The American League Central was supposed to be the most predictable division in baseball's new six-division alignment. The White Sox were going to win it because the Indians were a year away from being serious contenders, the Royals were only so-so, and the Twins and the Brewers were just plain bad. Well, at week's end the Central was the most intriguing division in either league.
Start with Cleveland, which hasn't finished within 10 games of first place in a full season since 1959 and has wound up closer to last place than first for the past 25 years, a major league record. Not only could both of those streaks end this year, but the Indians could also reach postseason play for the first time since '54.
The Tribe was in first place (40-25) by 3½ games through Sunday, thanks to a nine-game winning streak. Even more impressive was Cleveland's record in its new home park, Jacobs Field: With an 8-2 win over Red Sox ace Roger Clemens last Saturday, the Indians broke a club record with their 17th straight home win. Overall, Cleveland was 23-7 at Jacobs Field, including a 6-5 win over Boston on Sunday.
Six of the victories in the home-win streak came in the Indians' final at bat, including four that ended with homers. On June 16 leftfielder Albert Belle's two-run single capped a three-run ninth-inning rally that beat the Red Sox 7-6 in what was one of Cleveland's biggest wins in the last 35 years. "It felt like a playoff game," said Tribe second baseman Carlos Baerga.
"I like the way that club has been put together," Athletic manager Tony La Russa says of the Indians. The three young stars who are the Tribe's nucleus—Baerga, 25, Belle, 27, and centerfielder Kenny Lofton, 27—have become terrific players. The veteran free agents signed in the off-season—pitchers Dennis Martinez, 39, and Jack Morris, 39, and first baseman-DH Eddie Murray, 38—have brought a winner's presence. Martinez, Morris and fellow starters Mark Clark and Charles Nagy are on pace to pitch at least 200 innings each. The bench is deep and versatile. If their ragged defense doesn't drag them down and if they can pick up another lefthanded reliever, the Indians certainly could win the Central.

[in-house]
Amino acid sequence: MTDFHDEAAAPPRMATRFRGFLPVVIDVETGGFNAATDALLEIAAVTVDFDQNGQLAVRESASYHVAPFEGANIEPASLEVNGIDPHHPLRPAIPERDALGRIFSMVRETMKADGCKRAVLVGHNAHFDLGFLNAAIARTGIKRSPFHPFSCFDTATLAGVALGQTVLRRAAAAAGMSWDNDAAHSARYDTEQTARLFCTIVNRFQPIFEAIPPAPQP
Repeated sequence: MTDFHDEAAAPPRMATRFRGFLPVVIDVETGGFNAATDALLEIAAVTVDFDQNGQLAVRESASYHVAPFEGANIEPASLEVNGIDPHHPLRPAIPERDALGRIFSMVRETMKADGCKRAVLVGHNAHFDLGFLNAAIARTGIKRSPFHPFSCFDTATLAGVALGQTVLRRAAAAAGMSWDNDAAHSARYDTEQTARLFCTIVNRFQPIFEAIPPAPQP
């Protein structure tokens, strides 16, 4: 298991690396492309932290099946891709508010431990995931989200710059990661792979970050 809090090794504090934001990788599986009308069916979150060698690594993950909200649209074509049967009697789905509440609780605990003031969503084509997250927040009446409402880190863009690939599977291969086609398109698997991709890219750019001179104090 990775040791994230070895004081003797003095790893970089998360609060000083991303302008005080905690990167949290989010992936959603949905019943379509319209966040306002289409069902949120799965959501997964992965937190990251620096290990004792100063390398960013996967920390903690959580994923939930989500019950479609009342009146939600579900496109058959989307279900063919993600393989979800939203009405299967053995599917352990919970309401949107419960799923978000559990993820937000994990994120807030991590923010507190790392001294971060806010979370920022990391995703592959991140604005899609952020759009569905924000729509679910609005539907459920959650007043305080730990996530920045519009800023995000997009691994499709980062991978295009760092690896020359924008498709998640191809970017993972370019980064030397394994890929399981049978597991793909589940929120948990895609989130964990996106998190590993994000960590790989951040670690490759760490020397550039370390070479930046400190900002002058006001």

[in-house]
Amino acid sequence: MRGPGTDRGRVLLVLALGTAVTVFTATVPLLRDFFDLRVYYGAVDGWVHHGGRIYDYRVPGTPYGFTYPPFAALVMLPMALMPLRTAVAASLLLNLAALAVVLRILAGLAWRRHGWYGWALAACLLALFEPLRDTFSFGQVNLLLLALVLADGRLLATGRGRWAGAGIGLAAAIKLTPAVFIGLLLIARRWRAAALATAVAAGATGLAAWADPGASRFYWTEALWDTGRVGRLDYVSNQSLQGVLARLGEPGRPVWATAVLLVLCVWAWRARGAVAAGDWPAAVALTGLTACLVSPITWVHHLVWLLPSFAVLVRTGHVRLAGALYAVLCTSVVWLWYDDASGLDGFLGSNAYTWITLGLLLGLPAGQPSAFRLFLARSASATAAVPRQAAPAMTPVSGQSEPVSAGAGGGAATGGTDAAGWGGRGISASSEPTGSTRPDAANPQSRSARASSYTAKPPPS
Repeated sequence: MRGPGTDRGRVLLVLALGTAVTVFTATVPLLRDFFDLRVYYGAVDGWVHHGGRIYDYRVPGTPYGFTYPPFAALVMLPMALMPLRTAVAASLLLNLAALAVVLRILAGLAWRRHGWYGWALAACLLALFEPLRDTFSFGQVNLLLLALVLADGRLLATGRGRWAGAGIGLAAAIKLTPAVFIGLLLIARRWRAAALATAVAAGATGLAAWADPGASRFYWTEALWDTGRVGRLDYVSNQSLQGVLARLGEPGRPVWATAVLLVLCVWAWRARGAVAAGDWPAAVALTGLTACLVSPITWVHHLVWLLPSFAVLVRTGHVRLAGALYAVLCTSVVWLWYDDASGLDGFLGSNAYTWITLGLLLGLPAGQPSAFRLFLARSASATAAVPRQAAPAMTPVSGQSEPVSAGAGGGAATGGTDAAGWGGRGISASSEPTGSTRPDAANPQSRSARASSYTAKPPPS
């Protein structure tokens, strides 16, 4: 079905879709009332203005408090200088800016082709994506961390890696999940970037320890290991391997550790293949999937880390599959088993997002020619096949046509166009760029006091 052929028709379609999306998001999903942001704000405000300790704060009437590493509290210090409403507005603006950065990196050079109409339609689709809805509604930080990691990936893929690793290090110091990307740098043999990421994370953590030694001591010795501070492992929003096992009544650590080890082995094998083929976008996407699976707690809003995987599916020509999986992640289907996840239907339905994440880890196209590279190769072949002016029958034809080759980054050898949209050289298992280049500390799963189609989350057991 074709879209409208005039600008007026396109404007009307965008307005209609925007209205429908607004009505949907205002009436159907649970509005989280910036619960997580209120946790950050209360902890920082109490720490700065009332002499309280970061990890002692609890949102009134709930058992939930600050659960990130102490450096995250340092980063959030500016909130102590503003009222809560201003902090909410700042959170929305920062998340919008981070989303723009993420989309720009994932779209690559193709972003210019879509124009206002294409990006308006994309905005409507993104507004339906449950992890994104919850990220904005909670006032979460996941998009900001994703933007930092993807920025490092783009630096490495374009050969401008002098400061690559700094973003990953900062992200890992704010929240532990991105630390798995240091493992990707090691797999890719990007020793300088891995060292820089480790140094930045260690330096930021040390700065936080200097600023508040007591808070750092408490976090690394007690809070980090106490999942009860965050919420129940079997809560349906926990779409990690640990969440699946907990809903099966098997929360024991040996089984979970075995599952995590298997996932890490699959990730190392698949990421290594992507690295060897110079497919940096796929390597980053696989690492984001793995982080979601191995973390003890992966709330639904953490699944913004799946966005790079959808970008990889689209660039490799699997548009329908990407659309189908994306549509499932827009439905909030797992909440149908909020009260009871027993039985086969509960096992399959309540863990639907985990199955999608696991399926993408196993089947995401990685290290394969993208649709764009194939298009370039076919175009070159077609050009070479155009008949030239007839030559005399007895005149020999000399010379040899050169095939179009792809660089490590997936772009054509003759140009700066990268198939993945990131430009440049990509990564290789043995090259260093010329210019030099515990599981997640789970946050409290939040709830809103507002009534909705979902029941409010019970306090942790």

But what about Minnesota? The notion of the Twins' winning this division—they were in second place with a 37-29 record at week's end—still seems inconceivable, given their often horrendous pitching: a 5.76 team ERA, as well as 10 or more runs allowed in a game 11 times this season. But as La Russa points out, "When those guys get a smell [of a race], they know how to win." And no Minnesota player knows that better than rightfielder Kirby Puckett, who, at 33, is having one of the best years of his Hall of Fame career. Through Sunday he was hitting .323 with 65 RBIs.
If Puckett winds up leading the league in both hits (he had 85 at week's end, nine behind league-leader Lofton) and RBIs (he trailed the Rangers' Will Clark by two), he would become the first player to do so since Montreal's Al Oliver in 1982. Puckett is playing as hard as he ever has, and he still has a lot of fun doing so. Now it seems that many of his teammates have adopted his style of play, slashing and spraying the ball all over the park. And it has paid off. During the stretch between June 4 and June 15, which put them in contention, the Twins went 10-2, out-scored the opposition 89-48 and had five or more runs in all but two of those games.
Four of Minnesota's wins in its pivotal run came against the reeling White Sox. During a 1-9 nightmare that ended with Sunday's 7-1 win over the Angels, Chicago dropped five games behind Cleveland. Over that stretch the White Sox gave up four or more runs in the ninth innings of three games, turning leads of 6-1, 5-3 and 3-0 into losses. Closer Roberto Hernandez was blasted all three times, allowing a total of nine runs in three innings.
Hernandez's confidence plummeted when the Comiskey Park crowd booed him off the held after he was shelled by the A's in a 7-5 loss on June 15. The last Chicago closer who was booed so mercilessly, Bobby Thigpen, never recovered from it. Hernandez's stuff alone isn't good enough to overcome all the pressure—he needs that stopper's dose of confidence; so White Sox manager Gene Lamont has demoted him, at least temporarily, to middle relief. But with lefthander Scott Radinsky out for the season with Hodgkin's disease, Lamont has no other certified closer.